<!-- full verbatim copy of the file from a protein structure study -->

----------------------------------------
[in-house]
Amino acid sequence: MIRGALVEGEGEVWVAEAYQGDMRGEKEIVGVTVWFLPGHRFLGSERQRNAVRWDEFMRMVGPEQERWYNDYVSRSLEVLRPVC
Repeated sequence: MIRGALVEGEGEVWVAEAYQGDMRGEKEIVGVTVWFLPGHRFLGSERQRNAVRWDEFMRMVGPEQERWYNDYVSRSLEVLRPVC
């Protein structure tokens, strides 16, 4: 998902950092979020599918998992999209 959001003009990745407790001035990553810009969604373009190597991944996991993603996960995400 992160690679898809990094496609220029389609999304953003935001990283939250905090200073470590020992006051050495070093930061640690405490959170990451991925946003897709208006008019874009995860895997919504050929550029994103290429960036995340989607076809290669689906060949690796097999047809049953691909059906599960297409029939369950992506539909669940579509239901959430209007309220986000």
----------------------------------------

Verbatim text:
[in-house]
Amino acid sequence: MIRGALVEGEGEVWVAEAYQGDMRGEKEIVGVTVWFLPGHRFLGSERQRNAVRWDEFMRMVGPEQERWYNDYVSRSLEVLRPVC
Repeated sequence: MIRGALVEGEGEVWVAEAYQGDMRGEKEIVGVTVWFLPGHRFLGSERQRNAVRWDEFMRMVGPEQERWYNDYVSRSLEVLRPVC
């Protein structure tokens, strides 16, 4: 998902950092979020599918998992999209 959001003009990745407790001035990553810009969604373009190597991944996991993603996960995400 992160690679898809990094496609220029389609999304953003935001990283939250905090200073470590020992006051050495070093930061640690405490959170990451991925946003897709208006008019874009995860895997919504050929550029994103290429960036995340989607076809290669689906060949690796097999047809049953691909059906599960297409029939369950992506539909669940579509239901959430209007309220986000």